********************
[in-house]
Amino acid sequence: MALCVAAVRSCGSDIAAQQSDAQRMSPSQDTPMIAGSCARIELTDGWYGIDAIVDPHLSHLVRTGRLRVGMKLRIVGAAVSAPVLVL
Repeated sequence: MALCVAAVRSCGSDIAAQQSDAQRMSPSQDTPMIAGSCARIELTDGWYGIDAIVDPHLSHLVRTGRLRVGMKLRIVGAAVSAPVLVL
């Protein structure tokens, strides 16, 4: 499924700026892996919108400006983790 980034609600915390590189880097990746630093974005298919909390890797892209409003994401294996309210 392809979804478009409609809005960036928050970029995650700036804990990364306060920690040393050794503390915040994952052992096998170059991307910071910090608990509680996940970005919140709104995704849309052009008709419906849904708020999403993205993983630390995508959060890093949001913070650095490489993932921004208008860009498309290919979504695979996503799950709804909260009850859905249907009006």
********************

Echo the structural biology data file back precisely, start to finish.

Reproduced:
[in-house]
Amino acid sequence: MALCVAAVRSCGSDIAAQQSDAQRMSPSQDTPMIAGSCARIELTDGWYGIDAIVDPHLSHLVRTGRLRVGMKLRIVGAAVSAPVLVL
Repeated sequence: MALCVAAVRSCGSDIAAQQSDAQRMSPSQDTPMIAGSCARIELTDGWYGIDAIVDPHLSHLVRTGRLRVGMKLRIVGAAVSAPVLVL
């Protein structure tokens, strides 16, 4: 499924700026892996919108400006983790 980034609600915390590189880097990746630093974005298919909390890797892209409003994401294996309210 392809979804478009409609809005960036928050970029995650700036804990990364306060920690040393050794503390915040994952052992096998170059991307910071910090608990509680996940970005919140709104995704849309052009008709419906849904708020999403993205993983630390995508959060890093949001913070650095490489993932921004208008860009498309290919979504695979996503799950709804909260009850859905249907009006």